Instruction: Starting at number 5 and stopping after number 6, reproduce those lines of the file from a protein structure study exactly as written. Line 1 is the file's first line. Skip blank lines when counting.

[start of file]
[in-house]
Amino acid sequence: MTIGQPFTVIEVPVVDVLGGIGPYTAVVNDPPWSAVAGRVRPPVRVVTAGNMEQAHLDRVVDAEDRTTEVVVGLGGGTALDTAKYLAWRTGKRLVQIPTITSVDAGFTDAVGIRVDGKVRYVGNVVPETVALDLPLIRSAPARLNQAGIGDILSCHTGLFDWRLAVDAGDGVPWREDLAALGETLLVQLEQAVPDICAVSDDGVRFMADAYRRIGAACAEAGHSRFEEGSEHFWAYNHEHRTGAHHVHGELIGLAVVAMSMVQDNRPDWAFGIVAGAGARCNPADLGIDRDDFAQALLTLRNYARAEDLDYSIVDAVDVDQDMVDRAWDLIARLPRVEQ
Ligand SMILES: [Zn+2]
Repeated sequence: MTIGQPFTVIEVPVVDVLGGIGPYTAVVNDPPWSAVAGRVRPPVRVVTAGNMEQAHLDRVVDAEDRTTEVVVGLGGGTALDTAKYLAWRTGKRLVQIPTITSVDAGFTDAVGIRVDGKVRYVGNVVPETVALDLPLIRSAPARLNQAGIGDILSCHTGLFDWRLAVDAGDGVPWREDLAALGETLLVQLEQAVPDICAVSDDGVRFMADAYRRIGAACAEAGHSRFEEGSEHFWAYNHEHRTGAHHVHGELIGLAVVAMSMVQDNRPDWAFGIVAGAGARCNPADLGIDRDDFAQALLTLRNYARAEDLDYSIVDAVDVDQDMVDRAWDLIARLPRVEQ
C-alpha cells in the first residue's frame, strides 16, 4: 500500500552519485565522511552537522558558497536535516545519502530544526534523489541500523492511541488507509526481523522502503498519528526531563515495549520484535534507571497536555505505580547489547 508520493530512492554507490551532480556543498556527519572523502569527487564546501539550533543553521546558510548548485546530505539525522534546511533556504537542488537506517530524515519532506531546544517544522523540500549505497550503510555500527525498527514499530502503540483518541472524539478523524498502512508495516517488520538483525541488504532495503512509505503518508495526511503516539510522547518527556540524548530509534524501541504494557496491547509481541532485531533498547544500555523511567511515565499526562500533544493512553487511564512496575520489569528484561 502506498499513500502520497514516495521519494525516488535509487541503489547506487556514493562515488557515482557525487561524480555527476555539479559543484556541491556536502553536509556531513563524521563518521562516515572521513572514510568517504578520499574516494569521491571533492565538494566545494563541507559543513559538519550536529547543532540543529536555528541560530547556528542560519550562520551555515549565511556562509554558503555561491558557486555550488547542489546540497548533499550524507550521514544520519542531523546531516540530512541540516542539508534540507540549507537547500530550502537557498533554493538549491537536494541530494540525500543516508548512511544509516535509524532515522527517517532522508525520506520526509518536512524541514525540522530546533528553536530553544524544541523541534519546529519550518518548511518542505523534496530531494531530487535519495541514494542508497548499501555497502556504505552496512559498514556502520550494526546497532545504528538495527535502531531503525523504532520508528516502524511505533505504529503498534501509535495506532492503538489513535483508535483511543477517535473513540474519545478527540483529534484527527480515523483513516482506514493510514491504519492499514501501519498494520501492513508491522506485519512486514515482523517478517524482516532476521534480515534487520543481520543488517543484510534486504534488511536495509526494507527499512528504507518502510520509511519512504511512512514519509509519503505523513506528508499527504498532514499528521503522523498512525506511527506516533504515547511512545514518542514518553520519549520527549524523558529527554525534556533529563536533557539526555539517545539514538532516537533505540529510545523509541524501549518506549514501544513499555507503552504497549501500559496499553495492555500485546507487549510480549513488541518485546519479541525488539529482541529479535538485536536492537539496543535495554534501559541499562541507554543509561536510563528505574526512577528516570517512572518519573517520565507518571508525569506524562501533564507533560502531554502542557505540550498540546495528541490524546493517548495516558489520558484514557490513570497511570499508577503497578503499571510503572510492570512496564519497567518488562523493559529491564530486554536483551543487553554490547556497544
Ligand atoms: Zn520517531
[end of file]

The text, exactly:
C-alpha cells in the first residue's frame, strides 16, 4: 500500500552519485565522511552537522558558497536535516545519502530544526534523489541500523492511541488507509526481523522502503498519528526531563515495549520484535534507571497536555505505580547489547 508520493530512492554507490551532480556543498556527519572523502569527487564546501539550533543553521546558510548548485546530505539525522534546511533556504537542488537506517530524515519532506531546544517544522523540500549505497550503510555500527525498527514499530502503540483518541472524539478523524498502512508495516517488520538483525541488504532495503512509505503518508495526511503516539510522547518527556540524548530509534524501541504494557496491547509481541532485531533498547544500555523511567511515565499526562500533544493512553487511564512496575520489569528484561 502506498499513500502520497514516495521519494525516488535509487541503489547506487556514493562515488557515482557525487561524480555527476555539479559543484556541491556536502553536509556531513563524521563518521562516515572521513572514510568517504578520499574516494569521491571533492565538494566545494563541507559543513559538519550536529547543532540543529536555528541560530547556528542560519550562520551555515549565511556562509554558503555561491558557486555550488547542489546540497548533499550524507550521514544520519542531523546531516540530512541540516542539508534540507540549507537547500530550502537557498533554493538549491537536494541530494540525500543516508548512511544509516535509524532515522527517517532522508525520506520526509518536512524541514525540522530546533528553536530553544524544541523541534519546529519550518518548511518542505523534496530531494531530487535519495541514494542508497548499501555497502556504505552496512559498514556502520550494526546497532545504528538495527535502531531503525523504532520508528516502524511505533505504529503498534501509535495506532492503538489513535483508535483511543477517535473513540474519545478527540483529534484527527480515523483513516482506514493510514491504519492499514501501519498494520501492513508491522506485519512486514515482523517478517524482516532476521534480515534487520543481520543488517543484510534486504534488511536495509526494507527499512528504507518502510520509511519512504511512512514519509509519503505523513506528508499527504498532514499528521503522523498512525506511527506516533504515547511512545514518542514518553520519549520527549524523558529527554525534556533529563536533557539526555539517545539514538532516537533505540529510545523509541524501549518506549514501544513499555507503552504497549501500559496499553495492555500485546507487549510480549513488541518485546519479541525488539529482541529479535538485536536492537539496543535495554534501559541499562541507554543509561536510563528505574526512577528516570517512572518519573517520565507518571508525569506524562501533564507533560502531554502542557505540550498540546495528541490524546493517548495516558489520558484514557490513570497511570499508577503497578503499571510503572510492570512496564519497567518488562523493559529491564530486554536483551543487553554490547556497544
Ligand atoms: Zn520517531